Thursday, April 24, 2014

Concerns raised three months before dad killed 7-month-old son (United Kingdom)

Notice that in all this rhetoric about the baby's father and "his home," there is absolutely no mention of the mother. She's not cited as a factor in this baby's death one way or another. It's as if she had never existed. What happened to Mum? Is NATHAN PICK a single father?

Death of Derby baby: Concerns raised three months before James Lee Riley-Pick died

By Martin_Naylor | Posted: April 24, 2014

A SERIOUS case review into the death of a seven-month-old baby killed by his father in Derby has revealed there were concerns about his safety raised three months before the death.

James Lee Riley-Pick died at his home in Waterford Drive, Chaddesden, on May 8, 2012.

He had suffered serious head injuries and his father, Nathan Pick, 38, pleaded guilty to his manslaughter and was jailed for seven years at Nottingham Crown Court last year.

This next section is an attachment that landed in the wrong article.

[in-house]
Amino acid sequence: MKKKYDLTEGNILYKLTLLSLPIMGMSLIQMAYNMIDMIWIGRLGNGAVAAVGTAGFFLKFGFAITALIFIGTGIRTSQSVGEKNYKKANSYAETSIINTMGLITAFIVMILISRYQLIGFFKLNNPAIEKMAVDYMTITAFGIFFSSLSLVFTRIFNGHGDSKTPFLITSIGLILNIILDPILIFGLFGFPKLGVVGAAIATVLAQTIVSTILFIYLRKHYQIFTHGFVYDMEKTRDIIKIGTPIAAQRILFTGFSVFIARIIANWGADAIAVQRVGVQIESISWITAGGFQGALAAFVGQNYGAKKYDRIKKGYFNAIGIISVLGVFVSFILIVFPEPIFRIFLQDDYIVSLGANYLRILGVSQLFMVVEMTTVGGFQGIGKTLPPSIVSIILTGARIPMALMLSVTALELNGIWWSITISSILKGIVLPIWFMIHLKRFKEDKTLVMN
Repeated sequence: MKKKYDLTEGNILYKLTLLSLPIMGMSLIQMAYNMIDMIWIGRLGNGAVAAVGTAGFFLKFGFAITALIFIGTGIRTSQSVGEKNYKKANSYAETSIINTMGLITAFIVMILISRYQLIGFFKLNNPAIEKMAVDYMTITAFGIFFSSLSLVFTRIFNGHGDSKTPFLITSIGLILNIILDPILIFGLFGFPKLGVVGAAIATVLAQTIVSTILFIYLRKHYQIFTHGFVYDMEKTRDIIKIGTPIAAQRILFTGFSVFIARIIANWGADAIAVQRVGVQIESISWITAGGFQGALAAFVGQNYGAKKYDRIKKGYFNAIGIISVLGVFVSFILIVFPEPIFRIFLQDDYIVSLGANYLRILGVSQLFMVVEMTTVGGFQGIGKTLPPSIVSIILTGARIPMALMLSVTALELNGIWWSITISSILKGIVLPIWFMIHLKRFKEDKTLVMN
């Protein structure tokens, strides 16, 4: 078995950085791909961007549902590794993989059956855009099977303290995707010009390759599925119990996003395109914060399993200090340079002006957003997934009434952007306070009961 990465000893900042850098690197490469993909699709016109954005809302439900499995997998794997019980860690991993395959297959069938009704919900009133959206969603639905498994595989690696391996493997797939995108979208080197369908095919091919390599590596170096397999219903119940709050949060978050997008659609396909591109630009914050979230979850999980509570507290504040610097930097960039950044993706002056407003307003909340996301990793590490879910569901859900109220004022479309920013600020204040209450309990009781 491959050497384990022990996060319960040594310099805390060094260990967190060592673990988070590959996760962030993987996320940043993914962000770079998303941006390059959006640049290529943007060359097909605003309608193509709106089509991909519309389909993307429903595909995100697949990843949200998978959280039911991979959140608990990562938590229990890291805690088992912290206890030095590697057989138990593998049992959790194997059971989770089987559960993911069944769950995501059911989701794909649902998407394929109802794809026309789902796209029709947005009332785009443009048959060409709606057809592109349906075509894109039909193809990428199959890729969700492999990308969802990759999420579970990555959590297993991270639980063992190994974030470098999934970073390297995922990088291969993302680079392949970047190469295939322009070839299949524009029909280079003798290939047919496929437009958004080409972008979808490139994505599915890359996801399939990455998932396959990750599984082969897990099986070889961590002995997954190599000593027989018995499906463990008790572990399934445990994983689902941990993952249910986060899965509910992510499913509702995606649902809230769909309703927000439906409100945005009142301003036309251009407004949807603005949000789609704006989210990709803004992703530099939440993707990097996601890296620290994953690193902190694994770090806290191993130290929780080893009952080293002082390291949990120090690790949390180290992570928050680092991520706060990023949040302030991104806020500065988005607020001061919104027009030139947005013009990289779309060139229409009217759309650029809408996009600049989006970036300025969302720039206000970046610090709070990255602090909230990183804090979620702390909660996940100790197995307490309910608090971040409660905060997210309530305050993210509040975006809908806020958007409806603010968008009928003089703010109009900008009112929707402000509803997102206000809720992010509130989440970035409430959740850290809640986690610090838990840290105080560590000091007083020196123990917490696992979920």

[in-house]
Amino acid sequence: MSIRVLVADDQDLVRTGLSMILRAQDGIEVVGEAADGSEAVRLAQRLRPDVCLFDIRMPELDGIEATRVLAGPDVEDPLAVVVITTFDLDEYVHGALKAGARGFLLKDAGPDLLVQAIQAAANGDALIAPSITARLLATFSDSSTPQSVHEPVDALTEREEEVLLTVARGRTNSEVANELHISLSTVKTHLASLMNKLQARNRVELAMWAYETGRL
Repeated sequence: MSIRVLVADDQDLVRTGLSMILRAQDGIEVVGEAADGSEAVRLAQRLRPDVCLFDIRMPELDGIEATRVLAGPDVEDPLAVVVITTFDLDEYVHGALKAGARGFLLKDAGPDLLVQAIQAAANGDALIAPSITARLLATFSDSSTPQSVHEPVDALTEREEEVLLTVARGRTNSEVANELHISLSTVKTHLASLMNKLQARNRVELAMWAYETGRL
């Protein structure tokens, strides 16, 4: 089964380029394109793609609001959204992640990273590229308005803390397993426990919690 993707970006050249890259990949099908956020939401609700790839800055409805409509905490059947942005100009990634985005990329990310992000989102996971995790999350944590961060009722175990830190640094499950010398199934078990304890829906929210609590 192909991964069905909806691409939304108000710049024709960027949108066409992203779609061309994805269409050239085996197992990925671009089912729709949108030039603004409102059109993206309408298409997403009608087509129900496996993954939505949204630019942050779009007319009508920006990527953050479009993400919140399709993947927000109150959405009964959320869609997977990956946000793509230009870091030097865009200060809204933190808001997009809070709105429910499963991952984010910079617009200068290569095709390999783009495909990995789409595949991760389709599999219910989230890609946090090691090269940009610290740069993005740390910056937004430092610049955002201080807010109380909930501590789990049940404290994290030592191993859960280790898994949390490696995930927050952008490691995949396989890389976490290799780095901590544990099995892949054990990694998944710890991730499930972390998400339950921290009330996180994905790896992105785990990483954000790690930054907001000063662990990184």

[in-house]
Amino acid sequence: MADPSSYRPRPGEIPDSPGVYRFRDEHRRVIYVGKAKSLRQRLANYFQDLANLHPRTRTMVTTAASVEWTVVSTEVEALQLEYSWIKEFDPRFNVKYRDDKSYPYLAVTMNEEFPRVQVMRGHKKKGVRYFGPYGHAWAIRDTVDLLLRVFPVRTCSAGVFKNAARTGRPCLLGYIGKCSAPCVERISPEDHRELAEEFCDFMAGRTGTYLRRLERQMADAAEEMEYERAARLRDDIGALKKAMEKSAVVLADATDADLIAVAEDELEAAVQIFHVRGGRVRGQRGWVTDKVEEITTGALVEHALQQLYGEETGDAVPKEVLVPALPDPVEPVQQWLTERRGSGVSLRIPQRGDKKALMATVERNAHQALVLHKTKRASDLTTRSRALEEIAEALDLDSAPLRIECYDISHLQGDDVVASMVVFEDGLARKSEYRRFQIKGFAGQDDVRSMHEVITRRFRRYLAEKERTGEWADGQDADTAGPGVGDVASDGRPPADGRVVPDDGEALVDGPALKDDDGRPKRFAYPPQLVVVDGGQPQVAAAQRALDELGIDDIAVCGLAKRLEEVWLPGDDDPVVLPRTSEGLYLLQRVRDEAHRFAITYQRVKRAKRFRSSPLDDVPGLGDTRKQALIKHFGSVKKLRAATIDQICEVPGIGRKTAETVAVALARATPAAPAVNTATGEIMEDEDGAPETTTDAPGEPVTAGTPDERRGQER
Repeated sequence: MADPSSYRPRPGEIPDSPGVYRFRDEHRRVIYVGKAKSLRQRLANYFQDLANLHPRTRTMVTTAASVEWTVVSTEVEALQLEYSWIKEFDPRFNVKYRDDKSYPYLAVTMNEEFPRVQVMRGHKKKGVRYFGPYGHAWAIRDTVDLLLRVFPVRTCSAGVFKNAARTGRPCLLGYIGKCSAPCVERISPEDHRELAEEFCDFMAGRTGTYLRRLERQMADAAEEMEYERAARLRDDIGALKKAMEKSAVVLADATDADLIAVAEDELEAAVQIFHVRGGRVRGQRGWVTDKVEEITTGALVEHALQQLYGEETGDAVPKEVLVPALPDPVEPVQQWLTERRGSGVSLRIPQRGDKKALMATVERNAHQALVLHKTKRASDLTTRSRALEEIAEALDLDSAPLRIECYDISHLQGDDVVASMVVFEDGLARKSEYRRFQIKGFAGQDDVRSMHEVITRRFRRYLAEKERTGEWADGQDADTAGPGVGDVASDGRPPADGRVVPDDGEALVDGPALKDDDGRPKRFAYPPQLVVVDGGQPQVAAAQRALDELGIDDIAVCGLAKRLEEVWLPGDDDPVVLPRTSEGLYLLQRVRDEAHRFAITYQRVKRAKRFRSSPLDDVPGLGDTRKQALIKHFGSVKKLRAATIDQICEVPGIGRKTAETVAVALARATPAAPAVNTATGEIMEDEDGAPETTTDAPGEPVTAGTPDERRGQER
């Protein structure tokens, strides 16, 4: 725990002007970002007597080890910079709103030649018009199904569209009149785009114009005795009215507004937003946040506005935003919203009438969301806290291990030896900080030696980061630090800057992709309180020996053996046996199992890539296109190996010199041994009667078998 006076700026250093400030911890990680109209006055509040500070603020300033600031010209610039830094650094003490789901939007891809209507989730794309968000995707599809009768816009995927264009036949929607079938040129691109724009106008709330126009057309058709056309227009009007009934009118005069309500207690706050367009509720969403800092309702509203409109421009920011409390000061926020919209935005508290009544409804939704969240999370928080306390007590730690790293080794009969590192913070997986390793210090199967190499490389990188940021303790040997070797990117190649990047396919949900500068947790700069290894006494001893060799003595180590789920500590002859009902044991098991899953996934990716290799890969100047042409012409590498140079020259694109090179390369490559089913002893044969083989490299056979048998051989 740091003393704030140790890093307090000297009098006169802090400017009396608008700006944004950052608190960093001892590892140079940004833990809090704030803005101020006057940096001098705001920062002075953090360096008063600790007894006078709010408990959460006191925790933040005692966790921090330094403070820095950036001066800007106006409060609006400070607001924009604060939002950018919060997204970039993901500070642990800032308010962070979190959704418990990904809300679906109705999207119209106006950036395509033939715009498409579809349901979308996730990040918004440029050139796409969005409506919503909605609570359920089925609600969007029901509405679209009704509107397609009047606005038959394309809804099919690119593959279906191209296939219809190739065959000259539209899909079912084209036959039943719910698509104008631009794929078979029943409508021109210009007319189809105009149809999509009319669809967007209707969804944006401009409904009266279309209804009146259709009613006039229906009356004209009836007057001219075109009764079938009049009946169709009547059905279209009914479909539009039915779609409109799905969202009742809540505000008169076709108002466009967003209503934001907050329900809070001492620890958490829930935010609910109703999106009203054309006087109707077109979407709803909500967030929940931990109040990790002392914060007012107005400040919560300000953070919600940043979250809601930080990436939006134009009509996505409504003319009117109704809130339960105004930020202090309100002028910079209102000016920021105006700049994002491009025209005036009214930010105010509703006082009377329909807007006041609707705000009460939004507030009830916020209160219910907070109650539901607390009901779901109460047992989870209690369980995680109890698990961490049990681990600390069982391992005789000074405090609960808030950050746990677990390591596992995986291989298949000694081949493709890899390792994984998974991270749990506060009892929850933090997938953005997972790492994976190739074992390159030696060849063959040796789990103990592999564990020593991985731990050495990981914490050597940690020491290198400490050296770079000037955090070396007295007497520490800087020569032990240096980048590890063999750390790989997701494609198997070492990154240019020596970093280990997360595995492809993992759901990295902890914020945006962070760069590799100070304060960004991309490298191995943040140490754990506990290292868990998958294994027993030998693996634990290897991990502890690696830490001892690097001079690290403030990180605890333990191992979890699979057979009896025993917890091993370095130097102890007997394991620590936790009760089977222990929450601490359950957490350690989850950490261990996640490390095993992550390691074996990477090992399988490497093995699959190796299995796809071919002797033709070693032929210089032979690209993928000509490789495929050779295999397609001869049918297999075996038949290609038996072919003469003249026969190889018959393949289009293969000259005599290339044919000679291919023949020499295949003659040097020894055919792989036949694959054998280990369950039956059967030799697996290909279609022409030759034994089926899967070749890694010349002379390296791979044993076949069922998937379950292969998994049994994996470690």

The review, published by Derby Safeguarding Children Board this morning, says that, in February 2012, James-Lee suffered bruising to his genital area which was highlighted to children’s social care.

The report says: “In February 2012, concerns about his safety were considered by the Family Proceedings Court, following an application for an Emergency Protection Order (EPO).

“The EPO was not granted and the court determined that the injury being considered was accidental.

“The child returned home.

“Shortly after this, in May 2012, he died as a result of internal bleeding caused by a head injury.”

Christine Cassell, chair of the Derby Safeguarding Children Board said: “This is a tragic case of a baby who died as a result of a sudden act by his father which could not have been predicted.

“He was not an invisible child but one who was well known to local agencies during his short life and action was taken to try to protect him.

“The review does not identify major failings of agencies.

“In fact, the review concludes that the practice of professionals was at least competent and, in many cases, good.

“It does describe how agencies were disempowered by a court decision that is very unusual and to our knowledge has not occurred before.

“This had implications for the way professionals felt able to protect this little boy when he returned home.”